The bulkhead cuts out excessive road and wind noise getting into the cabin and enables efficient climate control around all occupants. The powerful 103 kW twin turbo diesel engine presented few audible distractions to in-cabin conversation.
Dual rear doors with windows have 180 degree opening offer easy access to the loading area. Doors with 270 degree opening for closer approach to the dock are an option. Six cargo anchorage points are standard.

With peak torque of 340 Nm coming up at 1500 rpm, the six-speed manual transmission had little trouble coping with inner-city traffic or motorway cruising. Fuel consumption on test was recorded at just 4.6 litres per 100 kilometres on the motorway and 10-plus around town.

The ride and handling of the Trafic Crew was assured, which is only to be expected with a longer wheelbase making for a more stable stance and stiffer and sharper reacting suspension. Full driver attention was needed on cornering, however.

Off the mark, the empty van did not hang about, in one instance spinning the wheels in damp conditions, to the driver’s embarrassment. The long wheelbase and monster turning circle presented the usual problems when parking but the windows in the side doors reduced blind spot areas.

Rear parking sensors chip in with audible warnings of close objects, while the reversing camera image is projected onto a small section of the interior rear-view mirror with not-the-clearest image.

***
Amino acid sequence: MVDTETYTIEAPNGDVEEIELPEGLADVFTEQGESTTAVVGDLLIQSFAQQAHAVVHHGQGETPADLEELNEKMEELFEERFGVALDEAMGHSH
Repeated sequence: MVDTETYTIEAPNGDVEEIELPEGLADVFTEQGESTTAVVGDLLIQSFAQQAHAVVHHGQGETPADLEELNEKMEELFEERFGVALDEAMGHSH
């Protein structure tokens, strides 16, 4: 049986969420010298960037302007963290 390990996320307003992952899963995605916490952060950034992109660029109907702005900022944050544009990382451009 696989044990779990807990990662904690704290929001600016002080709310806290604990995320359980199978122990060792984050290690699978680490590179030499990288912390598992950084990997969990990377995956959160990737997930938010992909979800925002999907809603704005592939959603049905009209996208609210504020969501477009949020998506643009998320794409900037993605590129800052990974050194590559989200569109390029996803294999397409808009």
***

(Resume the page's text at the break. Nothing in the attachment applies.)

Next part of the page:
Renault does not leave its LCV owners out on a limb, with a three-year / 200,000km warranty, three-year roadside assistance, capped price servicing ($349) for the first three scheduled services and Renault financial services, including insurance.

Even if the Trafic owner brings work home there is still room in the van to take the family out for dinner or to the movies. On the other hand, it is a constant reminder of what he or she has to do the following day, which may be far from relaxing.


Renault Trafic Crew $42,990
Renault Trafic Crew with Premium Pack $45,480brings his work home there is still room to take the family
Renault Trafic Crew Lifestyle $45,980
Note: These prices do not include government or dealer delivery charges. Contact your local Renault dealer for drive-away prices.
SPECIFICATIONS (Renault Trafic Crew Lifestyle 1.6-litre twin turbo-diesel LCV)

Capacity: 1.598 litres
Configuration: Four cylinders in line
Maximum Power: 103 kW @ 3500 rpm
Maximum Torque: 340 Nm @ 1500 rpm
Fuel Type: Diesel
Combined Fuel Cycle (ADR 81/02): 6.2 L/100km
CO2 Emissions: 164 g/km

DRIVELINE: Six-speed manual

Length: 5399 mm
Wheelbase: 3498 mm
Width: 2283 mm (including mirrors)
Height: 1971 mm
Turning Circle: 13.17 metres
Kerb Mass: 1822 kg
Fuel Tank Capacity: 80 litres

Front: Solid disc
Rear: Solid disc

Three years / 200,000 km

About Derek Ogden

On graduating with an honours degree in applied science in London, Derek Ogden worked for the BBC in local radio and several British newspapers as a production journalist and writer. Derek moved to Australia in 1975 and worked as a sub-editor with The Courier Mail and Sunday Mail in Brisbane, moving to the Gold Coast Bulletin in 1980 where he continued as a production journalist. He was the paper's motoring editor for more than 20 years, taking the weekly section from a few pages at the back of the book to a full-colour liftout of up to 36 pages. He left the publication in 2009.